Tuesday, September 21, 2010

Flickering Pixels

Shane Hipps had been on my radar screen for a while as his name had come up in conversations with friends who are also in ministry. I had picked up a copy of his book “The Hidden Power of Electronic Culture” a while back but never had the opportunity to read it. I few months ago, I picked up a copy of his second book “Flickering Pixels” after hearing comments about it from a trusted friend. Having just gone through a Movie Theology course, the idea of media as a medium is still fairly fresh in my mind. The very nature of what I do every day in my job also connects me with the visual and aural.

“Flickering Pixels” was a fairly quick read for me. At 198 pages, it’s fairly short and the language that is used is far from some of the deep theological and ethical readings that I recently had to process through. Hipps’ subtitle for the book is “How technology shapes your faith.” His premise in the book is fairly simple: the medium is the message. Regardless of the fact that many of us view certain mediums as amoral, Hipps argues that the medium becomes the message that it conveys. He bases some of his ideas to Marshall McLuhan whom he refers to within the book as the “oracle of the electronic age.”

Hipps opines that the things that we create are extensions of ourselves. We communicate through symbols and while the English language is restricted to letters with specific phonetic values and words with specific meanings, some of the languages of the Eastern world are more symbolic in nature. Any student of the ancient languages of Hebrew and Greek quickly understands the shortcomings of the English language.

Hipps says, “Images initially make us feel rather than think.” Advertisers discovered this and if you pay attention to advertisements, this is fairly apparent. Whoever coined the phrase “a picture’s worth a thousand words” was not far off. In many ways, a picture is also worth a thousand emotions. Our culture has quickly moved from a “reading” culture to a “watching” culture. Hipps suggests that reading requires patience while watching encourages a catatonic and unengaged state. He even suggest that our image culture is eroding creativity and imagination.

Hipps unpacks the medium of email as a means of communication. In its genesis, email was meant to be efficient. While it may be a fairly efficient means of communication, the lack of intonation, body language, context, and other clarifying elements of communication are absent. If most of us were to stop and think, we would probably be able to recall at least one instance where an email was misinterpreted, either by us or by the recipient of one of our own emails.

Hipps suggests that as we continue in the electronic age, we are seeing a growing biblical illiteracy. In much the same way that we see the marketing of “10 Minute Abs” we also see the same marketing within Christian circles with people trying to sell their condensed version of spiritual formation. But whether we like it or not, reading, learning, and listening to the Bible takes time. It is not the simplest of books to ingest and understand.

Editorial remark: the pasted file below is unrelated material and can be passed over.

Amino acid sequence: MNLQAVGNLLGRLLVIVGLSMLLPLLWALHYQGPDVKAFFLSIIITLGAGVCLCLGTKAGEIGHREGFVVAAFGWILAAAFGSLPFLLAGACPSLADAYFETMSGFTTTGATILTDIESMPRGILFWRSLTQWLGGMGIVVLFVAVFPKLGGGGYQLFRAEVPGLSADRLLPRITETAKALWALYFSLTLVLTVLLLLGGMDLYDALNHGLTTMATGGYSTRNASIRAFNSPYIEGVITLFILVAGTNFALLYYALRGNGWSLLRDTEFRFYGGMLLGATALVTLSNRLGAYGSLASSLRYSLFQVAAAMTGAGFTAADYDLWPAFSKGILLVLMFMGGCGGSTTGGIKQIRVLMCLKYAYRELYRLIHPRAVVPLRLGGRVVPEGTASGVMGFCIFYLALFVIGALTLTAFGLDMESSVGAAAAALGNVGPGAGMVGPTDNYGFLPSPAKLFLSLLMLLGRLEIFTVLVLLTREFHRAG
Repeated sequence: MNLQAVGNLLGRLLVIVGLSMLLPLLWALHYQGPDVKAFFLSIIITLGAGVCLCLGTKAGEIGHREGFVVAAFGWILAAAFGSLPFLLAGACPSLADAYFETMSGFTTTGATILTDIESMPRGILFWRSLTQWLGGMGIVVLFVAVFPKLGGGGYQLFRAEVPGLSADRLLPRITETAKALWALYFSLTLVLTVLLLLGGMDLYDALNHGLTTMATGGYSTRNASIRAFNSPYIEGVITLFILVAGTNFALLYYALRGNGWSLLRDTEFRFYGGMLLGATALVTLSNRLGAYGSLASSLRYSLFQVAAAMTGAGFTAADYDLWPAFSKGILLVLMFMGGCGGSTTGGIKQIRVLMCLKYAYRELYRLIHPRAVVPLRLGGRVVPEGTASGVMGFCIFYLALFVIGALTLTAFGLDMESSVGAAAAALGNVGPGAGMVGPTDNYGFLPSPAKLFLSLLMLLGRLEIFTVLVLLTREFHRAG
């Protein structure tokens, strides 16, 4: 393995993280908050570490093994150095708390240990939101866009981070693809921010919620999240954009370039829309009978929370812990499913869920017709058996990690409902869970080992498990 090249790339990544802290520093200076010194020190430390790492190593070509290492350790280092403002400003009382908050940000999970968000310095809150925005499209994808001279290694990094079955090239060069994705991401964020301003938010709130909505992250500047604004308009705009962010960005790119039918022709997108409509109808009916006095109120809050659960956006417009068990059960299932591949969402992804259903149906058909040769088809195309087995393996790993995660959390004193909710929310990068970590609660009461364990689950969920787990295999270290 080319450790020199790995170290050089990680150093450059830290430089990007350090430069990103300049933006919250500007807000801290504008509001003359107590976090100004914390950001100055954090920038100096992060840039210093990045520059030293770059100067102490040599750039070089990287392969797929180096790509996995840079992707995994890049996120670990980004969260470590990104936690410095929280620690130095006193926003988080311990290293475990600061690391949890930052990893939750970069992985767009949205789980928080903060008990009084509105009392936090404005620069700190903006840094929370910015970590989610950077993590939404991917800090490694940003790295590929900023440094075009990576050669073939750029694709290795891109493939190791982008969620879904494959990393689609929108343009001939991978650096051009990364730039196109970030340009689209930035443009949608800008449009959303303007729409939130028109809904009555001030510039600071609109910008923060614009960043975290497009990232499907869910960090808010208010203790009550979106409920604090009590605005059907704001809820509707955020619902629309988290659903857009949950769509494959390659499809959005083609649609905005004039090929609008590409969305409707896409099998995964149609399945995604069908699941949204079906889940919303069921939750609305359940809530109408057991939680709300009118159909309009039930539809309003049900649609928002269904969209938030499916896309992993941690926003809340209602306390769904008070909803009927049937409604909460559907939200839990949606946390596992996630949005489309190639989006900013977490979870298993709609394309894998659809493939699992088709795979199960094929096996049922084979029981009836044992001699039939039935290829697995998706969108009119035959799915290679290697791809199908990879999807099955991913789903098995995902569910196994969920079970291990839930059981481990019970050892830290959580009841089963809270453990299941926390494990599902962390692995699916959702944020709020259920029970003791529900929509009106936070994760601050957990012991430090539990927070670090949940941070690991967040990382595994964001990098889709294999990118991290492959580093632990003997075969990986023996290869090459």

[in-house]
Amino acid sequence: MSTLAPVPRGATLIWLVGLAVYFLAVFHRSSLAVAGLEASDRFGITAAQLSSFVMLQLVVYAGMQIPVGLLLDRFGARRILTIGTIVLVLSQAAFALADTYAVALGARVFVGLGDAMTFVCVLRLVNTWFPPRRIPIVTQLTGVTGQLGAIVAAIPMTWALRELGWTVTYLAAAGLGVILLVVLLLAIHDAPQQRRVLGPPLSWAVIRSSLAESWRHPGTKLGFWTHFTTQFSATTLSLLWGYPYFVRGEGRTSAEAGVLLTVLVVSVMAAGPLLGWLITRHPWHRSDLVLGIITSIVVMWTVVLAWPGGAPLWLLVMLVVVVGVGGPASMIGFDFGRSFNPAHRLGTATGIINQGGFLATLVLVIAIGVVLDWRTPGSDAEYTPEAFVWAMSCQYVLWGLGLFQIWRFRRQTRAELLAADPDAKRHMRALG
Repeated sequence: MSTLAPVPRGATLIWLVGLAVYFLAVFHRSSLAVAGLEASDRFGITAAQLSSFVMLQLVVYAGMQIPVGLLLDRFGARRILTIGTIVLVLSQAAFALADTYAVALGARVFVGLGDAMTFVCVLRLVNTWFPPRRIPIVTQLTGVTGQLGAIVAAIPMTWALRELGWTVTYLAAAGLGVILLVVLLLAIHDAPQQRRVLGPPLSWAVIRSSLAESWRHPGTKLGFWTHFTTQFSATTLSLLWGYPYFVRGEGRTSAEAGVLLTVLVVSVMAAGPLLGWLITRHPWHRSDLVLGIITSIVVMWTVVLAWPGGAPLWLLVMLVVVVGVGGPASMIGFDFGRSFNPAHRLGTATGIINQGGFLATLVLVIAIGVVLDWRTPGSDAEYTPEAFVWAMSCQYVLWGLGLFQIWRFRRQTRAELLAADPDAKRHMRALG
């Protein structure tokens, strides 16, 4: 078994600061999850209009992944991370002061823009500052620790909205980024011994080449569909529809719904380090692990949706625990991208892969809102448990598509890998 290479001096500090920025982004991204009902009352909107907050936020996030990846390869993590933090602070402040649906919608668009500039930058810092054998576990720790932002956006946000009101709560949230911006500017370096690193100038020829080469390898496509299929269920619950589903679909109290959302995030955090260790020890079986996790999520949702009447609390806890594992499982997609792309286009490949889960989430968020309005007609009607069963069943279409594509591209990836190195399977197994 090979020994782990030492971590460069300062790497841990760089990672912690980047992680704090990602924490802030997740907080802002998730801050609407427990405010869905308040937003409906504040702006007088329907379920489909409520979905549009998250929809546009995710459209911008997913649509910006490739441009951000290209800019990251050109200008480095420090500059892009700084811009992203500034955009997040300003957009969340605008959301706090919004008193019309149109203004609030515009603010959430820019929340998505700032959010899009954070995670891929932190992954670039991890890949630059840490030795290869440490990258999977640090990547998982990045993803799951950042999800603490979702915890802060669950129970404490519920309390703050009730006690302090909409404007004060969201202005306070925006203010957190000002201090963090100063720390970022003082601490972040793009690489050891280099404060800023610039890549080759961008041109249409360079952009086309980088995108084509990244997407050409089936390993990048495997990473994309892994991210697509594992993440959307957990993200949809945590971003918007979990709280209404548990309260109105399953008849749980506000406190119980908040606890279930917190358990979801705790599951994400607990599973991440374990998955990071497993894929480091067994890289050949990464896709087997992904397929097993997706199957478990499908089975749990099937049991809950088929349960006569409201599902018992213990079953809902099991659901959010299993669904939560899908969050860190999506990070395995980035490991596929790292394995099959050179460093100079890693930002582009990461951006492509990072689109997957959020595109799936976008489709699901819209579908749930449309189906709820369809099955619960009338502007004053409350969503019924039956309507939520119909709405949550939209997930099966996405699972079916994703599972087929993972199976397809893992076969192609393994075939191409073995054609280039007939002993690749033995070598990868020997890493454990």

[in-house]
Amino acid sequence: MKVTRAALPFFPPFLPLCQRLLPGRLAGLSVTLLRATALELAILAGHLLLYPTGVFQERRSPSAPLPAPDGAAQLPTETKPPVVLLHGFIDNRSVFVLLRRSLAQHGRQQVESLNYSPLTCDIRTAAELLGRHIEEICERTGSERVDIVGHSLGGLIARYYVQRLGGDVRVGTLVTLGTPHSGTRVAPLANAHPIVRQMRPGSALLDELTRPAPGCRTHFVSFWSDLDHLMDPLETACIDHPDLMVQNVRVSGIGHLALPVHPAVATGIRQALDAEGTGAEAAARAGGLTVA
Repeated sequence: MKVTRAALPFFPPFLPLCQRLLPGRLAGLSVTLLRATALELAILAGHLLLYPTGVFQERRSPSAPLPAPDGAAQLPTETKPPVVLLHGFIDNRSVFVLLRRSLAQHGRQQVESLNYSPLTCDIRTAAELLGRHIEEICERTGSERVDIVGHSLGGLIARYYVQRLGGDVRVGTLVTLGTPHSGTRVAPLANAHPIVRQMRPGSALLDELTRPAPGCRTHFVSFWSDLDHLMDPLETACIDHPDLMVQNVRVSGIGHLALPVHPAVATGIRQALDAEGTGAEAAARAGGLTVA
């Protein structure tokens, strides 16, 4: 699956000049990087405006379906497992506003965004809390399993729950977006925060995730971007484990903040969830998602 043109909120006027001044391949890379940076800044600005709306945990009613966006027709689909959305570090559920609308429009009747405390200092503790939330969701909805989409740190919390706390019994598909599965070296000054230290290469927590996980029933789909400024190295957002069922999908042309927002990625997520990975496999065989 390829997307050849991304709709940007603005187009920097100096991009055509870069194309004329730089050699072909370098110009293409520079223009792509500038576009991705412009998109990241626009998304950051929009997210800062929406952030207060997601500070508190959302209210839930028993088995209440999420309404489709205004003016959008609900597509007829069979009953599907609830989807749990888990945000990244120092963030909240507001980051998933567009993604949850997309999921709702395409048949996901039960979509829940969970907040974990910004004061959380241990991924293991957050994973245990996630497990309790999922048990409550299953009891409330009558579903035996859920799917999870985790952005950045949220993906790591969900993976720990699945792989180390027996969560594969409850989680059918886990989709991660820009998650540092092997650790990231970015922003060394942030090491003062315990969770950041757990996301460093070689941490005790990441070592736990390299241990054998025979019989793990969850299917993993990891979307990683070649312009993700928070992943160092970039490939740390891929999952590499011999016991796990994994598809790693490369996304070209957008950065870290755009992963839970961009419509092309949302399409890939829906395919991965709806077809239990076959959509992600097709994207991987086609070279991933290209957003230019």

One of my disagreements with Hipps in the book is more an issue of semantics than anything else. When I first started in vocational ministry, I would constantly hear the phrase “ever changing method, unchanging message.” Hipps suggests that both the method and the message change. While I don’t know him personally, so I can only speculate, it seems that he is saying not necessarily that the message changes so much as different aspects of it are highlighted or focused upon depending upon the context. The Gospel message does not change, but there are definitely aspects of it that stand out more depending upon a variety of factors that I bring with me when I interact with it.

As Hipps concludes his book, he writes, “Instead of simply resisting or caving in to cultural forces, we are invited to study and understand them. Only then will we learn to use them rather than be used by them.” His point is important as we, who are the church, should not blindly use certain mediums to communicate without thinking about the potential impact of said medium.

Of course, all of this coming on a blog may seem a little ironic. I do get the irony, and with that in mind, I certainly approach what I do with caution, being aware of the potential for misinterpretation and miscommunication. When I finally discovered the importance of clear electronic communication, I learned a valuable lesson and saved myself from numerous headaches. Unfortunately, as long as fallible creatures communicate, we will misunderstand and misinterpret one another, but that does not eliminate the need to continue trying to improve.

If you are actively engaged in our electronic culture, I would encourage you to pick up a copy of “Flickering Pixels.” It’s a quick read, but one that will make you think, and hopefully will make you analyze the ways that you communicate and the ways that you are communicated to as well.

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